Heavy cloud cover over the Alaska Peninsula is making it tough for scientists to monitor Pavlof Volcano. The Alaska Volcano Observary hasn’t been able to get a clear picture of the peak by satellite for almost two days.
Still, there’s some indication that the eruption might be easing up a little. AVO has recorded less violent seismic rumbles at the volcano. And according to pilot reports, the ash plume is much smaller than it’s been over the past two weeks — and it’s blowing out to the Bering Sea.
“The cloud cover today was up around 15,000 feet. That’s why AVO couldn’t see it,” says PenAir president Danny Seybert. “We were able to see it and we were only detecting ash clouds around the 10,000 foot level.”
That’s good news for PenAir and for other regional airlines, which canceled flights to southwest Alaska this week over concerns that the ash would damage their planes.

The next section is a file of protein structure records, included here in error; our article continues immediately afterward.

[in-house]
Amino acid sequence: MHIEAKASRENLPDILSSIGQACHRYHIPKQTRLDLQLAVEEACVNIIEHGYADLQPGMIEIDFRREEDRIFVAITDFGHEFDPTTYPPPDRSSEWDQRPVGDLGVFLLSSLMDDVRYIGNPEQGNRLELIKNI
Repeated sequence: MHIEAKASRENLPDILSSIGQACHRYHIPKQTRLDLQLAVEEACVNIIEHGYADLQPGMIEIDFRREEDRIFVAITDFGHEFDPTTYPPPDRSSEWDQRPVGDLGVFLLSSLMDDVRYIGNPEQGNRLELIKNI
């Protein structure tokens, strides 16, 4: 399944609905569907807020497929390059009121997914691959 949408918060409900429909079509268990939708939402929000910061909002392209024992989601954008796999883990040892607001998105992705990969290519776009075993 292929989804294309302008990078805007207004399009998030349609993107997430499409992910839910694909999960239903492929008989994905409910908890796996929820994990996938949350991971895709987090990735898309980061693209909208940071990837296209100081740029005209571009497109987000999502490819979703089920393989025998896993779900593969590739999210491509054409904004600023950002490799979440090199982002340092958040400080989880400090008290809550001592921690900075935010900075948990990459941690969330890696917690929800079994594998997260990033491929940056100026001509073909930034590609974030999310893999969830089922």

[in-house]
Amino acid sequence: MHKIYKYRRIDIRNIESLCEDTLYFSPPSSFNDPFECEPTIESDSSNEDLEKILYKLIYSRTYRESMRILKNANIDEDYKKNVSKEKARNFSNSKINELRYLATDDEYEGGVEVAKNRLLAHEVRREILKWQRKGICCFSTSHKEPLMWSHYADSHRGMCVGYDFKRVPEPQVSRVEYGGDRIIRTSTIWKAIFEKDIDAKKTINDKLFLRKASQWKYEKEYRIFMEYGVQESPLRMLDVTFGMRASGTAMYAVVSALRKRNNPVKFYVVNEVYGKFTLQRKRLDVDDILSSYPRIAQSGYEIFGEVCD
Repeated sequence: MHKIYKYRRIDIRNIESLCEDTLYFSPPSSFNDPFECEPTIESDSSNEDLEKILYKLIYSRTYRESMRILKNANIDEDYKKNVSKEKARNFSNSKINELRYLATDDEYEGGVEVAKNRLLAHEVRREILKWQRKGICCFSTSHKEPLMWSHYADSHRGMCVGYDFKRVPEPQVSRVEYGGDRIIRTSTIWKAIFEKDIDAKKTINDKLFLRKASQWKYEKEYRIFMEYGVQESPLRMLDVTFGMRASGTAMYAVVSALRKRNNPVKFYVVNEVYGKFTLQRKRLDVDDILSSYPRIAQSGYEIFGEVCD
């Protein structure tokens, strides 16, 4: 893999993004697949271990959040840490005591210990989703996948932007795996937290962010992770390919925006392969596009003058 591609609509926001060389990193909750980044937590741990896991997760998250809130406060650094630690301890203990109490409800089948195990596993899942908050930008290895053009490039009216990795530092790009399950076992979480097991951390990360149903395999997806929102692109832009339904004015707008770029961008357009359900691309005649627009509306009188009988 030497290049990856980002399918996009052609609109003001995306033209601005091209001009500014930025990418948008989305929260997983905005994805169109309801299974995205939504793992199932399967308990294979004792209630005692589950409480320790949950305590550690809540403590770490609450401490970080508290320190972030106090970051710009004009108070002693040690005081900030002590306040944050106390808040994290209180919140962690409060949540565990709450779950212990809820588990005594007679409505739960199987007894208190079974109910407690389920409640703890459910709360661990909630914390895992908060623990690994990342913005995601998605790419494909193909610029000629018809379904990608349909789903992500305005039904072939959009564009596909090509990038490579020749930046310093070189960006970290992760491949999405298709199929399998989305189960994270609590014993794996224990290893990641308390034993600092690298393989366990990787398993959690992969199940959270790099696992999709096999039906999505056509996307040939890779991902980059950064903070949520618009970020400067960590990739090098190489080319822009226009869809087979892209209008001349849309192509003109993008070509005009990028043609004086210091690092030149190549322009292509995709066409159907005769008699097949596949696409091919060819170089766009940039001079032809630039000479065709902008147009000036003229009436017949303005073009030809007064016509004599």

Seybert says PenAir restored all of its routes today and started adding some extra planes to work off a backlog of more than 300 passengers.
- The Army National Guard has announced the start of a three-year pilot program that gives waivers to Alaska Natives who might be trying to join the Guard,
- Clean up garden debris and start mixing compost into your soil before covering garden beds with plastic.
- The federal government instituted a near-total ban on the domestic commercial trade of African elephant ivory, but many Alaskans are concerned the backlash from this ban is affecting other ivories. St. Lawrence Islander Susie Silook is the author of a petition to protect walrus ivory and other marine mammal by-products from various states’ legislation that would see it banned as a response to the federal ban.
- Ancient microbes, unusual ice structures, mammoth bones - there's a lot happening below the surface in the Fairbanks Permafrost Tunnel Research Facility.